Love it or loathe it, hip-hop has carved a name for itself as a genre where anything goes and no topic is off limits.
From KRS-one breaking down the journey of a cow from the slaughterhouse to our dinner table to Dead Prez waxing lyrical on militant social justice, Marxism, and pan-Africanism, the genre has long been used as a vehicle to amplify artists’ political messages.
Today, as we find ourselves in the midst of an increasingly troubling political climate, protest songs are on the rise again suggesting that perhaps, in troubling times, it’s comforting to turn to our inner poets.
Some musicians are raising fists, others are looking to build a consensus and establish empathy. But all are using their music as a platform to express discontent and desire for change.
Next month some of Manchester’s top hip-hop artists will be tackling this topic head-on, in an intensive residency at the People’s History Museum exploring how music can be used as a powerful tool for protest – past, present and future.
The residency will take place as part of the city-wide commemorations of the 1819 Peterloo massacre, where what started as a peaceful day wound up with a bloody ending, leaving 18 dead and over 600 wounded.
Culminating with a public performance on 11th July, musicians from across the city’s thriving hip-hop scene will use music to explore what the events of Peterloo mean to people in Manchester today.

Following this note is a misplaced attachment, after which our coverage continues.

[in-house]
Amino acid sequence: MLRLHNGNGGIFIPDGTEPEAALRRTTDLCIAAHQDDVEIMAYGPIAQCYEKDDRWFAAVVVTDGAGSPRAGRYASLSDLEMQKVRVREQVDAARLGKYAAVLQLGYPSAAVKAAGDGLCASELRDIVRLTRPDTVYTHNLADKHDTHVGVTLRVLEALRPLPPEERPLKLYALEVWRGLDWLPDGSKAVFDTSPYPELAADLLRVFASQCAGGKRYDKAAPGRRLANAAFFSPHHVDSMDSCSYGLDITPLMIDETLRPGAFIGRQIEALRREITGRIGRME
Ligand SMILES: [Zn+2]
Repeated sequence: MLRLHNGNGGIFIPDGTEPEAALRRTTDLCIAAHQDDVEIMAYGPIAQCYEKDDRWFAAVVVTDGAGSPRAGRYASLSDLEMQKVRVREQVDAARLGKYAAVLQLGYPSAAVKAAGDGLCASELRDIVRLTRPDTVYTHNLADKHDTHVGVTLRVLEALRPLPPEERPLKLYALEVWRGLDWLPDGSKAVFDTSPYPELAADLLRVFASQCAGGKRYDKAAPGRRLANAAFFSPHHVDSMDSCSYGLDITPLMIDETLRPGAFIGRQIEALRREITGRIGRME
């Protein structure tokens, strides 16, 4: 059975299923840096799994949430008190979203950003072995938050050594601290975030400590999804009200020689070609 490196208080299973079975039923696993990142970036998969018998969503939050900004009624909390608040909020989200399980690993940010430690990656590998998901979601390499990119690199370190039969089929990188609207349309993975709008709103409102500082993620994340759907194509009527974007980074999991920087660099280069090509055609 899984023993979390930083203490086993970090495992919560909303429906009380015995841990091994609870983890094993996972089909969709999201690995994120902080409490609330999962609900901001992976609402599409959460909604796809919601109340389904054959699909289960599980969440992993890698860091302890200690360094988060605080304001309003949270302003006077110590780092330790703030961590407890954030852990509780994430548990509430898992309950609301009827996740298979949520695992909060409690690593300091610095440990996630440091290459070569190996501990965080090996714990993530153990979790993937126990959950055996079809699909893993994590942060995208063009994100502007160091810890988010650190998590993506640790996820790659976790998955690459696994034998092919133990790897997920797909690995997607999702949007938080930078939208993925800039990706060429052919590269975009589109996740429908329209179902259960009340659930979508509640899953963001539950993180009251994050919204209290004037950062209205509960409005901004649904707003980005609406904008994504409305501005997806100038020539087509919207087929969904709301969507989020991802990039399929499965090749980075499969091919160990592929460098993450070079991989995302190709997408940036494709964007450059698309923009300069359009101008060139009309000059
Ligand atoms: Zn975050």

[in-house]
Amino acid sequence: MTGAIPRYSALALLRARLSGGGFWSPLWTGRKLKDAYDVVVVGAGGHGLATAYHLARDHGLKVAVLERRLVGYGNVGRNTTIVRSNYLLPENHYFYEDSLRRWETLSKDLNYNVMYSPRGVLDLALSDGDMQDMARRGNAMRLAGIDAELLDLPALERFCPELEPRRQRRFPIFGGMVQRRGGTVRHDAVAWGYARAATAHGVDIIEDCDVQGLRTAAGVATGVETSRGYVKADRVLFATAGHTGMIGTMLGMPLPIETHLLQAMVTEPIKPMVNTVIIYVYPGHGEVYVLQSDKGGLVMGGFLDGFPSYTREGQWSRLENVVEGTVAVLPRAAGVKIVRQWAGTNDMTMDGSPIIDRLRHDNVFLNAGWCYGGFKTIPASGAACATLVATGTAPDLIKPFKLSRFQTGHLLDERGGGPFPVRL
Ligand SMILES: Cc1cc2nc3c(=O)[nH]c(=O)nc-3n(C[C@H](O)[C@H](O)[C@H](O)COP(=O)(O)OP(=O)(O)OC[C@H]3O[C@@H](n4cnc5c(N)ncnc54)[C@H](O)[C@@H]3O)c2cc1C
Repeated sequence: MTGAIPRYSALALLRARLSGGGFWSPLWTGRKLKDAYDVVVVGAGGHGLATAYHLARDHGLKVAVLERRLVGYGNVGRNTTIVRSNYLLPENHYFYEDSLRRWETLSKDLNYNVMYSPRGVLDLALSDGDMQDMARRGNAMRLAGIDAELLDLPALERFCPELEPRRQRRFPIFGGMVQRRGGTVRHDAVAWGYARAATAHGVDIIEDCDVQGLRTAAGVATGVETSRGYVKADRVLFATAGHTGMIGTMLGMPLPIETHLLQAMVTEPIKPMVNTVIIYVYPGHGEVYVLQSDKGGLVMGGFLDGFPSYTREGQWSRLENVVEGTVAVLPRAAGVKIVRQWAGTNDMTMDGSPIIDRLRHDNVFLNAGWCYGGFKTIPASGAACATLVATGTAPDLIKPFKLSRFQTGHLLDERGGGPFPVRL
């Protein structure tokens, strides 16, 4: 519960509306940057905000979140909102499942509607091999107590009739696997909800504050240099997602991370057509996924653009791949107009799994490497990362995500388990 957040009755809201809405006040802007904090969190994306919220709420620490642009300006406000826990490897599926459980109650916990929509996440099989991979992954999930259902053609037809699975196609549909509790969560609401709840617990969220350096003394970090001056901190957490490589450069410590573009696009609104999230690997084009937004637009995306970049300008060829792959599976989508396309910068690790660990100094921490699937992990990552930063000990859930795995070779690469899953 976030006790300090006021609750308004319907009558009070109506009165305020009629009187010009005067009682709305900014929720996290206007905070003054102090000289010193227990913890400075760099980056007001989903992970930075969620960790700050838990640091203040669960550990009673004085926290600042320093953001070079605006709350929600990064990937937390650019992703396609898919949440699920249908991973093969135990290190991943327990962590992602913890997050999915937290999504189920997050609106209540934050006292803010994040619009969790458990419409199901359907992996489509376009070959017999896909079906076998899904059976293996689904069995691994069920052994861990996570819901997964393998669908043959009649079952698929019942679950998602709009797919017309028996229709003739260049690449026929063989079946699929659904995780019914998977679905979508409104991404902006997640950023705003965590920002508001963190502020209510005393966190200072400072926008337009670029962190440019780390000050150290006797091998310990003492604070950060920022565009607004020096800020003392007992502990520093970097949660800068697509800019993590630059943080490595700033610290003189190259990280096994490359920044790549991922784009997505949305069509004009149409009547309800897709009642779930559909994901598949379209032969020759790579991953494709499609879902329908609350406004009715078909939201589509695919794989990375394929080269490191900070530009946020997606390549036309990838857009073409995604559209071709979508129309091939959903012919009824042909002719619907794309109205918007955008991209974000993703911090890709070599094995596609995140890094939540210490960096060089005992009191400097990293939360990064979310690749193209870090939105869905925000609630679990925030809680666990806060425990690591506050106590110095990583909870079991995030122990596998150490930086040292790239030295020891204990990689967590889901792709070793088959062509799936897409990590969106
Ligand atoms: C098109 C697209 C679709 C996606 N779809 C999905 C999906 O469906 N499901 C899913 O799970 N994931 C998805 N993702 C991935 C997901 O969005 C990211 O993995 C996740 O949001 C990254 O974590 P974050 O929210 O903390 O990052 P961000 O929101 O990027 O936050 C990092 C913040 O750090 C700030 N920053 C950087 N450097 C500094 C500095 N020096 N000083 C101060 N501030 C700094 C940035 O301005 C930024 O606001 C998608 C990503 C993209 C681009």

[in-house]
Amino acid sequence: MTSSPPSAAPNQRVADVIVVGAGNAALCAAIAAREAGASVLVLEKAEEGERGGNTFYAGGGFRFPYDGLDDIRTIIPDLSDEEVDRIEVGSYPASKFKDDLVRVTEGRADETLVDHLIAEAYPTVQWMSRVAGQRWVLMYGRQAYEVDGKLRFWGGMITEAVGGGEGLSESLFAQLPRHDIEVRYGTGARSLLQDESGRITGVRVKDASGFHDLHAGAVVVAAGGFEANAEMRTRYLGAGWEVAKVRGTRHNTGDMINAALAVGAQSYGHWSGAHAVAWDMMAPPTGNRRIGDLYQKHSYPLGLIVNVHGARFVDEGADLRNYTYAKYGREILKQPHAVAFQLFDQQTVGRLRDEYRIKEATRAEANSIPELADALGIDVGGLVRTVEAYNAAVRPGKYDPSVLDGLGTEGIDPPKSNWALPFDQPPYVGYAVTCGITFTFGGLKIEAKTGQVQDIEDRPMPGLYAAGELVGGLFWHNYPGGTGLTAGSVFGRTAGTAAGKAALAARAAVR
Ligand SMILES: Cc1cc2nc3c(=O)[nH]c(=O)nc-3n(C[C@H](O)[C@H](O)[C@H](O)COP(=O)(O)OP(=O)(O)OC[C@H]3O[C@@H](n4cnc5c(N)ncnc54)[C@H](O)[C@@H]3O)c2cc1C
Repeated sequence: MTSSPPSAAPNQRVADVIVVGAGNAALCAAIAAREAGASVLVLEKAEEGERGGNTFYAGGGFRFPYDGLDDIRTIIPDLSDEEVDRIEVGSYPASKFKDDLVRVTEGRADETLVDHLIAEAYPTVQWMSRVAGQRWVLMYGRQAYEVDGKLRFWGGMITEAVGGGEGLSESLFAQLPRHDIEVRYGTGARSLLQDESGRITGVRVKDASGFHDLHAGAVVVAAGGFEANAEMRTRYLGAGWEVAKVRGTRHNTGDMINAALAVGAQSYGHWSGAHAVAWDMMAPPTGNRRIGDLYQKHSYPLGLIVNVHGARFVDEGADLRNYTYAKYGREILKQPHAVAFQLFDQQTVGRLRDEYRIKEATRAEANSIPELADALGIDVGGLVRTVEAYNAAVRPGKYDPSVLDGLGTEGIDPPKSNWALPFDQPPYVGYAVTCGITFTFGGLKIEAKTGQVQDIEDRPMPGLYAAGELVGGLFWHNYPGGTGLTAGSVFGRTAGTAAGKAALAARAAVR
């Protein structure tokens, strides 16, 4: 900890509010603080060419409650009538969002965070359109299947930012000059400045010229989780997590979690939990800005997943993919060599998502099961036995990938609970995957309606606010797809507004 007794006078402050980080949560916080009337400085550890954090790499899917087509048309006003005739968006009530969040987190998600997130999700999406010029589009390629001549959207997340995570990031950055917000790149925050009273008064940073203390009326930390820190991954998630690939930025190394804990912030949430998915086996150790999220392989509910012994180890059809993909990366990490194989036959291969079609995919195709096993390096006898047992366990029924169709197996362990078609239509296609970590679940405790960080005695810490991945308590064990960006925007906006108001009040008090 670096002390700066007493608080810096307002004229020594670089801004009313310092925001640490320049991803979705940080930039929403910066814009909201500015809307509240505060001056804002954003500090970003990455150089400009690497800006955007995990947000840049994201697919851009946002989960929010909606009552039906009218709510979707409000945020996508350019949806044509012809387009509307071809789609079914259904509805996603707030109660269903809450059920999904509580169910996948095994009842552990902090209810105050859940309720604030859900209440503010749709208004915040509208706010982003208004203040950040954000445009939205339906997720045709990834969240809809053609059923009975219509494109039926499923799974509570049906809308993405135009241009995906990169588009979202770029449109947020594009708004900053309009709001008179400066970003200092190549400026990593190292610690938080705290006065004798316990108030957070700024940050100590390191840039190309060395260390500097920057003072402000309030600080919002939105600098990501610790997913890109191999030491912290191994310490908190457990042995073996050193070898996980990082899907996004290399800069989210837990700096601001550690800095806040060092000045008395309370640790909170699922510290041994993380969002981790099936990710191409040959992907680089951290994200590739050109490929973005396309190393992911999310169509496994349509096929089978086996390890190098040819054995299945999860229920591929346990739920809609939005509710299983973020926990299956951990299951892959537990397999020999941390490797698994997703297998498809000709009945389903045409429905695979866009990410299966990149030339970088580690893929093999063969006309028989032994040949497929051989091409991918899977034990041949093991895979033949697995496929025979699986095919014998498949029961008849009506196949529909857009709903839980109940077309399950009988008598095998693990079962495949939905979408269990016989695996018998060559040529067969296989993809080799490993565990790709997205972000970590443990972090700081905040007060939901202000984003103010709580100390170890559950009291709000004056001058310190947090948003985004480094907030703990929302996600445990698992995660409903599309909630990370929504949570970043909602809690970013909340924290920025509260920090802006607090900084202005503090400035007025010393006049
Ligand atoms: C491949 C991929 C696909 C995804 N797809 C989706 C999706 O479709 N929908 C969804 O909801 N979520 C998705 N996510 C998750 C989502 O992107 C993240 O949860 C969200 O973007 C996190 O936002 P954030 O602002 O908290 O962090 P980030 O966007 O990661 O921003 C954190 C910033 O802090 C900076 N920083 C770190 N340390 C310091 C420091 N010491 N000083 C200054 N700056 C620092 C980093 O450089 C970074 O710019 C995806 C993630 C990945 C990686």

Now considered to be a watershed moment for our democracy, many songs and pieces of poetry were written in the aftermath of the massacre.
The most famous is probably Shelley’s The Masque of Anarchy, a poem back in the public eye these past few years thanks to Labour leader Jeremy Corbyn, who recited its final lines to thousands at Glastonbury in 2017: “Rise like lions after slumber … / Shake your chains to earth like dew … / Ye are many, they are few”.
The party’s 2017 campaign slogan “for the many, not the few” continues to be used by Labour today.
Produced by local music charity Brighter Sound, the project brings together established rapper Lady Ice, MC Fox of local super-group Levelz, and Balraj Samrai of long-running club night and record label Swing Ting.
They’ll be leading young MC’s, singers and producers from across the city in a five-day workshop at the People’s History Museum, where they’ll write and produce new music exploring how themes of free speech, democracy and suffrage resonate with the world we live in today.
Taking inspiration from People’s History Museum’s current exhibition Disrupt? Peterloo and Protest, along with the group’s own personal experiences of protest, the work will be premiered on Thursday 11th July.
A limited number of tickets are available for free now via Eventbrite, and organisers are encouraging the public to register interest to attend on their website.